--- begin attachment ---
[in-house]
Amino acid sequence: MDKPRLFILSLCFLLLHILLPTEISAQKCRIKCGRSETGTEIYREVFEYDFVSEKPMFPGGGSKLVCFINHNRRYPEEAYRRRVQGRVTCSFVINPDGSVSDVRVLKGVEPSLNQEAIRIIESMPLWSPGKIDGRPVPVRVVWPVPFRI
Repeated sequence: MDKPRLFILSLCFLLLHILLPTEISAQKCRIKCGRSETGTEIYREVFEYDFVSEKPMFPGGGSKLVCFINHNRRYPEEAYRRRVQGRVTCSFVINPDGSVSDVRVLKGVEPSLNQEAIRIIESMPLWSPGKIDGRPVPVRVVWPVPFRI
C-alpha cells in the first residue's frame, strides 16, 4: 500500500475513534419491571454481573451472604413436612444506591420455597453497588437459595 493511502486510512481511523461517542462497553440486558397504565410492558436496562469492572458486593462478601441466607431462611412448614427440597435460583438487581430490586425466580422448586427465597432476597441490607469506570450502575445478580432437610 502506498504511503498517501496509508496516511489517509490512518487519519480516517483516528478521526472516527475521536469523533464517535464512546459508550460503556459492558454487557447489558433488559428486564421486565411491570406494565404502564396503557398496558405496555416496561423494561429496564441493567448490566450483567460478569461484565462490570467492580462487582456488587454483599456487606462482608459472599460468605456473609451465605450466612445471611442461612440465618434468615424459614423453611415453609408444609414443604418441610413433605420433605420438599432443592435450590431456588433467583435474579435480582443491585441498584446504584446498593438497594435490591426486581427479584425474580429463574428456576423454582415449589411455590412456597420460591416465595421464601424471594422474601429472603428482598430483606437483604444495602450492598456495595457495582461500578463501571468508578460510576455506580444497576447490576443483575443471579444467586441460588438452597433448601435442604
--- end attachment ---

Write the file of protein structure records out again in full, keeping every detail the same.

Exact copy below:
[in-house]
Amino acid sequence: MDKPRLFILSLCFLLLHILLPTEISAQKCRIKCGRSETGTEIYREVFEYDFVSEKPMFPGGGSKLVCFINHNRRYPEEAYRRRVQGRVTCSFVINPDGSVSDVRVLKGVEPSLNQEAIRIIESMPLWSPGKIDGRPVPVRVVWPVPFRI
Repeated sequence: MDKPRLFILSLCFLLLHILLPTEISAQKCRIKCGRSETGTEIYREVFEYDFVSEKPMFPGGGSKLVCFINHNRRYPEEAYRRRVQGRVTCSFVINPDGSVSDVRVLKGVEPSLNQEAIRIIESMPLWSPGKIDGRPVPVRVVWPVPFRI
C-alpha cells in the first residue's frame, strides 16, 4: 500500500475513534419491571454481573451472604413436612444506591420455597453497588437459595 493511502486510512481511523461517542462497553440486558397504565410492558436496562469492572458486593462478601441466607431462611412448614427440597435460583438487581430490586425466580422448586427465597432476597441490607469506570450502575445478580432437610 502506498504511503498517501496509508496516511489517509490512518487519519480516517483516528478521526472516527475521536469523533464517535464512546459508550460503556459492558454487557447489558433488559428486564421486565411491570406494565404502564396503557398496558405496555416496561423494561429496564441493567448490566450483567460478569461484565462490570467492580462487582456488587454483599456487606462482608459472599460468605456473609451465605450466612445471611442461612440465618434468615424459614423453611415453609408444609414443604418441610413433605420433605420438599432443592435450590431456588433467583435474579435480582443491585441498584446504584446498593438497594435490591426486581427479584425474580429463574428456576423454582415449589411455590412456597420460591416465595421464601424471594422474601429472603428482598430483606437483604444495602450492598456495595457495582461500578463501571468508578460510576455506580444497576447490576443483575443471579444467586441460588438452597433448601435442604